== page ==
Our journey towards sustainability
We’re always looking at how we do more with less, in the right way. Making things work better. Whether in engineering, education, farming or good works.
Products and technology
Cyclones, not wasteful bags. High-speed air to dry hands instead of energy-hungry heaters. Invention requires leaps of faith and the desire to try new approaches. By continuously improving every aspect of our technologies, using resources more effectively, we're making increasingly efficient machines.
Standard brushed motors are heavy and clunky, consuming more electrical energy. So Dyson set out to engineer one that worked better. The result was the Dyson digital motor, which has allowed us to pioneer new technologies in multiple categories.
James Dyson first developed cyclone technology for the DC01 vacuum cleaner, reducing the need for wasteful bags. By separating dust from air using centrifugal forces, it didn't need the traditional bag that gets clogged with dust.
Dyson's software engineers improve the efficiency, intelligence and onboard performance of Dyson technology for a long-term approach. By looking forwards, Dyson software can help answer the problems others may ignore – pioneering efficient change.
Our latest software allows our vacuums to automatically adapt suction on different floor types, increasing power only when needed and reducing it when not.¹ This optimises the efficiency of our machines.
Single-use paper towels are wasteful. The Dyson Airblade 9kJ hand dryer produces up to 88% less CO₂ emissions than paper towels. And with 388mph sheets of air to dry rather than energy-hungry heating, it's low energy – using just 9.1 kilojoules of energy per dry.
Download our products and technology sustainability magazine to learn more.
Buildings and manufacturing
We restore and improve historic buildings, while finding clever ways to generate our own energy to power them. Continuing to do more, with less.
Our sites use renewable energy
Ground source heat pumps that keep our IT server centre cool. Solar panels that can power our research and development building. Anaerobic digesters to power Dyson farms. By the end of 2022, 100% of Dyson-owned manufacturing, and 65% of the electricity consumed by Dyson spaces globally, was renewable or covered by renewable energy guarantee of origin certificates.
Education and medical
We empower the next generation of engineers to solve the problems of our age with education programmes and awards that encourage, recognise and reward.
The James Dyson Award
Challenging young engineers and scientists to solve some of the biggest problems facing the world today. From technology that improves accessibility, to technology that tackles environmental challenges. With an increasing amount of environmentally-focused projects submitted each year around the world, the competition now has a dedicated Sustainability Award.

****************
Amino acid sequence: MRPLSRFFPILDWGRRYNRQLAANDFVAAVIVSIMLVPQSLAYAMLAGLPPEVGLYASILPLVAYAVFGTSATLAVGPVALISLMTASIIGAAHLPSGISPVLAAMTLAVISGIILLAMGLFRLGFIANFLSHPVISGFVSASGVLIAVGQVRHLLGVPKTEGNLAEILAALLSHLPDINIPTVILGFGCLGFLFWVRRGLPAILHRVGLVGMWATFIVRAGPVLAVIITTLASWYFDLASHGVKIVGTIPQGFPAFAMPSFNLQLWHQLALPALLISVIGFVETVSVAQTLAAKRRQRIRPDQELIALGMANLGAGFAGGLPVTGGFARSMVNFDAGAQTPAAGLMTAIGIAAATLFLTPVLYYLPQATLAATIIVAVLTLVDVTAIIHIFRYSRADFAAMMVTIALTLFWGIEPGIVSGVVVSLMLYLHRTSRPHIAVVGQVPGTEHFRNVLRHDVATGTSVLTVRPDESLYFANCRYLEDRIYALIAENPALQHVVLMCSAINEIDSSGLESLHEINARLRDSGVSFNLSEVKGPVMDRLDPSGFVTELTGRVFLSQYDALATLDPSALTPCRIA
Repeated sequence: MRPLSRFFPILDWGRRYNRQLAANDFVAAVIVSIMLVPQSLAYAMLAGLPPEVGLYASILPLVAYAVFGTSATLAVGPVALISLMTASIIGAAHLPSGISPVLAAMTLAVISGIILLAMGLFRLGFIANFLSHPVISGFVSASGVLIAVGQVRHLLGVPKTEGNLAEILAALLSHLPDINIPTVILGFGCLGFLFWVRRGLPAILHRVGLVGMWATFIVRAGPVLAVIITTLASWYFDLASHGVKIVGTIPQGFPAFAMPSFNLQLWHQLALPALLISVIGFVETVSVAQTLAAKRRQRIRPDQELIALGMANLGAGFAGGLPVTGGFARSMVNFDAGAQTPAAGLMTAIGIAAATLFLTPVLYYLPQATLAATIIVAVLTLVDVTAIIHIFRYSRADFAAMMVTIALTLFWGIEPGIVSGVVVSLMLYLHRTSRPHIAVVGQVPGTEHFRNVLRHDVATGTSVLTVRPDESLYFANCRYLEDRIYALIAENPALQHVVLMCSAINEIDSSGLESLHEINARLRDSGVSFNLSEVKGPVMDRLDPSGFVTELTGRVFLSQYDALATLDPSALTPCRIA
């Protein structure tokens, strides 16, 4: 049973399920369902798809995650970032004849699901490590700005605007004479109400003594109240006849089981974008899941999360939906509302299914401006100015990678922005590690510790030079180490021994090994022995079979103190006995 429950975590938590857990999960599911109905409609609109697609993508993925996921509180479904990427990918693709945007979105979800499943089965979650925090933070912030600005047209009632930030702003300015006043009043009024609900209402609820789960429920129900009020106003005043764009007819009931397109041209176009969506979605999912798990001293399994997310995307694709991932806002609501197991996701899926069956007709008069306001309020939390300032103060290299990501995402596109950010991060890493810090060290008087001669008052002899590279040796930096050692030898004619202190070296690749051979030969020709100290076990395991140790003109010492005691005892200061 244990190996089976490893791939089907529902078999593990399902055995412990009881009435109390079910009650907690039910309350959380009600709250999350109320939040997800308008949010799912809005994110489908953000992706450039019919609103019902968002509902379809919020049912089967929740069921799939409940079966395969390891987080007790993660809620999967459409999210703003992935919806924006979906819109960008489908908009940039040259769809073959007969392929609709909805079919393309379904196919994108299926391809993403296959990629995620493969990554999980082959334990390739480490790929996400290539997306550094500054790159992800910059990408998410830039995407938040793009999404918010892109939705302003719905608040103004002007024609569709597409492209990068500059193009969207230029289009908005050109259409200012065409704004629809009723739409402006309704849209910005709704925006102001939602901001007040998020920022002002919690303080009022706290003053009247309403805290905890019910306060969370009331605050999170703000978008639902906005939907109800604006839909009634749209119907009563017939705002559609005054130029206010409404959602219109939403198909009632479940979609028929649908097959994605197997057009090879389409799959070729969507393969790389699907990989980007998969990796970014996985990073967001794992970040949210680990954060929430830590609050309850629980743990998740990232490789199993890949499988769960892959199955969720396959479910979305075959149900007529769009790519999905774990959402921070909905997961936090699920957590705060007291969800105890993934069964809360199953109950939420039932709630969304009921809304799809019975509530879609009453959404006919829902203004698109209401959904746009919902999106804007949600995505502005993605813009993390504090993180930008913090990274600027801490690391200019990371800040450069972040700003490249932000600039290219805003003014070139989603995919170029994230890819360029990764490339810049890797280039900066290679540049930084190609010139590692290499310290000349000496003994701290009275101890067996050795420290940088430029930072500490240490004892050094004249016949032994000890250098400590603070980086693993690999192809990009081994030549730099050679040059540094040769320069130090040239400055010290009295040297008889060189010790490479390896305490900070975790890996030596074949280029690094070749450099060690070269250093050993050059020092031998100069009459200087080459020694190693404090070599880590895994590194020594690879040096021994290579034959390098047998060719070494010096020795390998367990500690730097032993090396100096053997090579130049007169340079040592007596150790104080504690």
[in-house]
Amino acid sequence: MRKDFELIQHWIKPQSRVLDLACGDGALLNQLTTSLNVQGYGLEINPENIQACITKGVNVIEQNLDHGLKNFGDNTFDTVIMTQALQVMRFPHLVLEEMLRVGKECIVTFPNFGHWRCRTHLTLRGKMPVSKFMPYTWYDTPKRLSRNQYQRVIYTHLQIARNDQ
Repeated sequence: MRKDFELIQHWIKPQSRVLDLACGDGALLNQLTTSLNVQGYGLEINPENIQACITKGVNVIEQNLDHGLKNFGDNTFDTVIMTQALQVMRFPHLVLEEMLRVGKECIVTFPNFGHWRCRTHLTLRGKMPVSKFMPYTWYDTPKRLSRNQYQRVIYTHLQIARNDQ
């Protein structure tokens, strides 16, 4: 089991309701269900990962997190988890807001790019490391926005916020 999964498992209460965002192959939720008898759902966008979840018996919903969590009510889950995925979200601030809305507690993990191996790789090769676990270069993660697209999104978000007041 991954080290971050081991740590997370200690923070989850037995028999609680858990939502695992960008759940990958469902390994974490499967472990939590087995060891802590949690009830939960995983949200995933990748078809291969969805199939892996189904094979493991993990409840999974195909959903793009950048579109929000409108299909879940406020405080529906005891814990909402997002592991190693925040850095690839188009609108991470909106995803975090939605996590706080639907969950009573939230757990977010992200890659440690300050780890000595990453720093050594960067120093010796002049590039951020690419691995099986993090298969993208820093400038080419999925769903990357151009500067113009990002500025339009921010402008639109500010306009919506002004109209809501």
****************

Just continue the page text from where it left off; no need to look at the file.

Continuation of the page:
The James Dyson Foundation
The James Dyson Foundation is Dyson's engineering education charity that helps promote change to young inventors, by introducing them to the exciting world of problem solving.
Re-defining air sensing technology
Dyson engineers created portable air monitoring technology to study air pollution around the world. From school children in London and Africa to athletes in Adelaide and Tokyo, the backpacks monitored exposure to pollen, dust, VOCs, nitrogen dioxide and other gases – along with the potential impact on wellbeing.
A new perspective to Alzheimer’s research
The James Dyson Foundation funds a £1.5m dementia research Fellowship, in partnership with Race Against Dementia. Dr Claire Durrant is supported by Dyson engineers, who help analyse brain samples on a microscopic level. Using in-house equipment and expertise at Dyson’s labs in Malmesbury.
Our engineers work closely with Dyson Farming. Using new technologies and ingenuity to grow produce responsibly and at scale, while also nurturing the natural environment and biodiversity.
Our circular farming system
We feed crops into our anaerobic digesters, which generate renewable energy. Heat and CO₂ from the process is piped into our glasshouse to encourage fruit growth. In the future, the biogas will be captured to convert into biofuel for vehicles.
Using technology to improve harvests
If the UK lived solely off its own produce, it would run out of food by August each year. We use harvested rainwater and excess heat from our anaerobic digesters in our 15-acre greenhouse, to grow strawberries out of season. And help reduce the food miles associated with imports.
¹Best accuracy achieved in Auto mode. Auto ramp feature in Auto mode only. Testing based on average in home usage according to Dyson internal test data. Microscopic dust is defined as particles less than 100 microns.
²Filter efficiency tested at 0.1 microns (EN1822)
³Based from our Research and Development Campus in Wiltshire